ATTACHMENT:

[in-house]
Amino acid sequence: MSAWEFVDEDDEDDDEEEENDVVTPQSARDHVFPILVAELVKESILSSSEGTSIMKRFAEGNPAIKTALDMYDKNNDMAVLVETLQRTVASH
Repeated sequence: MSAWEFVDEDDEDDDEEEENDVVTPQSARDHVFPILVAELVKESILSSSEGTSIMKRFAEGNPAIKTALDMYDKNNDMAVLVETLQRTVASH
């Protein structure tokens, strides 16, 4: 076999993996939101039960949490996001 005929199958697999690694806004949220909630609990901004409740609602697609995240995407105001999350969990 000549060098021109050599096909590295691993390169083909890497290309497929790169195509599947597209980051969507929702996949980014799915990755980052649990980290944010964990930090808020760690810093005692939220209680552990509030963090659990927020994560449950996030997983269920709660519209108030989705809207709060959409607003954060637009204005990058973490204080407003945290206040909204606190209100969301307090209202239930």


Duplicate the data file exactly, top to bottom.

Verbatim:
[in-house]
Amino acid sequence: MSAWEFVDEDDEDDDEEEENDVVTPQSARDHVFPILVAELVKESILSSSEGTSIMKRFAEGNPAIKTALDMYDKNNDMAVLVETLQRTVASH
Repeated sequence: MSAWEFVDEDDEDDDEEEENDVVTPQSARDHVFPILVAELVKESILSSSEGTSIMKRFAEGNPAIKTALDMYDKNNDMAVLVETLQRTVASH
């Protein structure tokens, strides 16, 4: 076999993996939101039960949490996001 005929199958697999690694806004949220909630609990901004409740609602697609995240995407105001999350969990 000549060098021109050599096909590295691993390169083909890497290309497929790169195509599947597209980051969507929702996949980014799915990755980052649990980290944010964990930090808020760690810093005692939220209680552990509030963090659990927020994560449950996030997983269920709660519209108030989705809207709060959409607003954060637009204005990058973490204080407003945290206040909204606190209100969301307090209202239930």